These easy vegan latkes (potato pancakes) hold together by using cooked oatmeal or quinoa flakes instead of the customary eggs. This recipe gives you the option of baking them (my preference!) or frying in the traditional way.
Make them easy with frozen hash browns. The other big secret to their ease is starting with a good brand of frozen hash brown potatoes. This is especially handy if you don’t have a machine with a grating blade.
Organic hash browns are best. My preference is Alexia® Organic Hashed Browns (seasoned). I learned that lesson once when I made this latke recipe with a generic brand of supermarket hash browns. What a waste — no flavor at all, and rather mushy, not the ideal outcome for the culinary star of Hanukkah.
I prefer baking rather than frying the latkes, but …
If you still want to grate fresh potatoes and fry, feel free! If you feel that the grating and frying of potatoes to make latkes is part and parcel of the Hanukkah ritual, far be it from me to talk you out of it. You’ll need a pound of potatoes, same as the weight of the pre-grated hash browns.
But for me, the endless grating (even when I had the grating blade for my Cuisinart, which broke, and which I never was able to replace) and the heavy, greasy fried aroma that lingered and permeated my entire house, my clothing, and even my hair, finally got old.
Granted, it’s the ultra-crispy oiliness that are part of the charm of latkes for some people, but if you’re looking to give up the grease for greater ease, you might enjoy giving the baked verson a try.
Double this recipe for a bigger portion. This makes a batch of 20 to 22 latkes; a modest individual portion would be four per serving, though some people who shall remain nameless can practically breathe in half a batch. So double the recipe if need be; it’s easy to do.
You can make these gluten-free. If you use GF oats or quinoa flakes and omit the matzo meal, these easy vegan latkes are gluten-free.
Use a good vegan sour cream. It seems like more brands are appearing regularly, and they’re all good! Some popular ones include Follow Your Heart, Forager, Kite Hill, or Wayfare. And there are others, including store labels.
Easy Vegan Latkes
The secret to these easy vegan latkes is starting with a good brand of frozen hash brown potatoes.
- 3/4 cup quick-cooking oats (oatmeal) or quinoa flakes
- 16-ounce bag frozen organic hash brown potatoes
- 1 cup grated carrot (use pre-grated carrots for ultimate ease)
- 1 small onion, quartered and very thinly sliced
- 1/4 cup safflower or other neutral vegetable oil (only if baking; omit if frying)
- 1/2 cup matzo meal (or use more oatmeal or quinoa flakes)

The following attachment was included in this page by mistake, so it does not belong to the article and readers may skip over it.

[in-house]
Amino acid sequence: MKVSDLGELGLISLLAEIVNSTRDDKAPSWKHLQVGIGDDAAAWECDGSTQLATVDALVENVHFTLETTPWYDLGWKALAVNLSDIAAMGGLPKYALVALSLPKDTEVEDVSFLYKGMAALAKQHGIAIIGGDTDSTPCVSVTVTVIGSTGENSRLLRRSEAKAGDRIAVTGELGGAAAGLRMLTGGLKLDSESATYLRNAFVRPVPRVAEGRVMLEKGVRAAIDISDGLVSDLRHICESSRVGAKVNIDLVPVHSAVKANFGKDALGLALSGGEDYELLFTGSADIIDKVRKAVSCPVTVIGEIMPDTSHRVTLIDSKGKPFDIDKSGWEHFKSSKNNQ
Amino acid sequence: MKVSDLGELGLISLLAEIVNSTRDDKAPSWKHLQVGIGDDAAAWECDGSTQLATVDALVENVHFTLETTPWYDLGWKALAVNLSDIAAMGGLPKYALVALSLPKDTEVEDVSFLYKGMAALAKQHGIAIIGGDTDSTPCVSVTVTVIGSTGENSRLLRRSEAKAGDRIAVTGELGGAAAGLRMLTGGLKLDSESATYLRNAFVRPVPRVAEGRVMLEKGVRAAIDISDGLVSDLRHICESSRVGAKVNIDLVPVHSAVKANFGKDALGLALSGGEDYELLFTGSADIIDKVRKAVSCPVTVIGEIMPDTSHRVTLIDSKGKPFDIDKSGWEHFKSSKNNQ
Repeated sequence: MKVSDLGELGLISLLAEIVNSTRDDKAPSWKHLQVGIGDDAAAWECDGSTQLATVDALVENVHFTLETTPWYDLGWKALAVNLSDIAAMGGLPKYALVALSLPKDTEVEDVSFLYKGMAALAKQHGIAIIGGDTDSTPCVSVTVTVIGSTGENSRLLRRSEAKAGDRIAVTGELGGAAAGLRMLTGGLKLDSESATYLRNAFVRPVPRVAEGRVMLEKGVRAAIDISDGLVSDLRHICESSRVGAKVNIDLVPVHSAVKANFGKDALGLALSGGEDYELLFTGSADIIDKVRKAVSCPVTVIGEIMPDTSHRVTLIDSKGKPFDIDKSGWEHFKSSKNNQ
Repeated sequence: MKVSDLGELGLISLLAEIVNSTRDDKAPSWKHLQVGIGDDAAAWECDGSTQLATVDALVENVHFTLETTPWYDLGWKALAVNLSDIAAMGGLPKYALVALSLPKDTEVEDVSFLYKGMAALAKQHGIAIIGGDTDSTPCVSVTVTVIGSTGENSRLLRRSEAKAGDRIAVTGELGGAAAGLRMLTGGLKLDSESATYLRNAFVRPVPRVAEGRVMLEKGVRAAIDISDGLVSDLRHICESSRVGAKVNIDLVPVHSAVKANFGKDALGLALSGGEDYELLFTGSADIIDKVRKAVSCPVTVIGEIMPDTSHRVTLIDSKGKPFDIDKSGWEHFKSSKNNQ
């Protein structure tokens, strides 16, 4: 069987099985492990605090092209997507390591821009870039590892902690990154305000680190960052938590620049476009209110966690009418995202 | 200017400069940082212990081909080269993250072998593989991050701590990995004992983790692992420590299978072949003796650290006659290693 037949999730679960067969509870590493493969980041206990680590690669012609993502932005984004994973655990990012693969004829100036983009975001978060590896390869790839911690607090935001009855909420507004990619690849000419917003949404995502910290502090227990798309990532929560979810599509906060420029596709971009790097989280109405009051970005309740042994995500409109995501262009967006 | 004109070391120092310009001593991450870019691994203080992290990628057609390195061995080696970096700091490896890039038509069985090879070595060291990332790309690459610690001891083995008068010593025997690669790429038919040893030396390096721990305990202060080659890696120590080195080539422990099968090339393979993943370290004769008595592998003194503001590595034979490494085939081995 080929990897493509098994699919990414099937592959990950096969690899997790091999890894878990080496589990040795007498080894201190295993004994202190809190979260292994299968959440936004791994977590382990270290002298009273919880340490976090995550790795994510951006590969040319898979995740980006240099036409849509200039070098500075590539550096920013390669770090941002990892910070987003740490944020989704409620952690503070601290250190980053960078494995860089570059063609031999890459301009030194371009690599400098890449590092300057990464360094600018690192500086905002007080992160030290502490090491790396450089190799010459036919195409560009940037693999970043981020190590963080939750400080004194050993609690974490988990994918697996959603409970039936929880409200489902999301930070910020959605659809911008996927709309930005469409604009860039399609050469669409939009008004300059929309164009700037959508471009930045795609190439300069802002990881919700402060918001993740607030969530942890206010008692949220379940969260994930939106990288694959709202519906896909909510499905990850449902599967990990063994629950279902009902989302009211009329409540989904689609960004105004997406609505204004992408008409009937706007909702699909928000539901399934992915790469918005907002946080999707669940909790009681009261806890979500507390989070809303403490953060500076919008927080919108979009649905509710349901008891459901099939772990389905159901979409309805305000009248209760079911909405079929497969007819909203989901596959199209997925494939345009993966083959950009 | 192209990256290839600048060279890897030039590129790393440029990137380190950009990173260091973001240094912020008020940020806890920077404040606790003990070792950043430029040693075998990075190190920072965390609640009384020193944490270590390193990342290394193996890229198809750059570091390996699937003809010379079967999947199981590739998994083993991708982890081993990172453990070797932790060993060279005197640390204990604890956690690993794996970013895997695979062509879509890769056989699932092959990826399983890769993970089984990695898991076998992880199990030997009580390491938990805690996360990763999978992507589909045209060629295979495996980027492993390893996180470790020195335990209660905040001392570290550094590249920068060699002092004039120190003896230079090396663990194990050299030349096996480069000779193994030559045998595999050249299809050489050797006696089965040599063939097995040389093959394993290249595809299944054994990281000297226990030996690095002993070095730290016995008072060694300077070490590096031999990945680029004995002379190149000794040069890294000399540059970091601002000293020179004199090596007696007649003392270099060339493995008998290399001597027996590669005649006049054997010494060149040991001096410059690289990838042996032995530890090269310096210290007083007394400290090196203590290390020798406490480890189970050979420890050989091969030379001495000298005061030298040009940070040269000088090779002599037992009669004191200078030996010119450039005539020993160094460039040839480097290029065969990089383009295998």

- Salt and freshly ground pepper to taste
- Vegan sour cream
- If baking, preheat the oven to 425º F.
- Combine the oats with 1 1/2 cup boiling water in a heatproof bowl. Stir and set aside while preparing the other ingredients.
- Combine the potatoes, carrot, onion, and oil (if baking; omit if frying) in a large mixing bowl. Both the hash browns and pre-grated carrots can have long strands, so reach in with kitchen shears and cut here and there to shorten if so; this will help the latkes to stick together a bit better.
- Stir in the matzo meal (or alternative) and cooked oatmeal and stir together. If need be, add a little water to make the mixture easy to stir together (about 2 tablespoons at a time) — the cooked oatmeal should be distributed evenly throughout. Season with salt and pepper.
- For baking: Line one or two baking sheets with parchment. Use a 1/4 cup measuring cup to drop the potato mixture onto the parchment (don't pack tightly!), then flatten with the bottom of the cup. If you'd like these to turn out a little crispier, you can spray them lightly with olive oil cooking spray.
- Bake for 15 minutes, then check; if the bottoms are golden brown, flip gently to the other side. If not, let them bake for 5 minutes or so longer. This will greatly depend on how accurate your oven is, and the position of the rack (which ideally should be in the center for these, though they’ll work wherever!).
- After flipping (you can spray lightly again if you'd like), bake for an additional 10 to 15 minutes, or until the second sides are golden as well.
- For frying: Heat a generous amount of neutral high-heat oil (like safflower) in a sturdy non-stick skillet. Use a 1/4 cup measuring cup to drop the potato mixture into the skillet and fry until golden brown on both sides. You'll need to do this in batches, so when each batch is done, transfer to a paper towel-lined casserole dish and cover; repeat until all are done.
- Serve warm with applesauce, vegan sour cream, or both.
If you like this veganized Jewish classic, you might also enjoy …
A selection of Jewish vegan recipes
Todah Rabba! Thanks a whole bunch. I’ve been making vegan latkes using the ancient Recipes for a Small Planet (are you old enough to recall Frances Moore Lappe’?) Your recipe looks like more fun and closer to the spirit of traditional latkes. The Diet for a Small Planet recipe comes out more like a mashed potato pancake. I’ll definitely try it this year.
Bevakasha! Or, Lo Davar. Oh yes, I’m old enough to remember FML and all the confusion she caused with protein combining.
Sorry I haven’t responded to your other long and thoughtful comment … crazed with a deadline … but I will soon!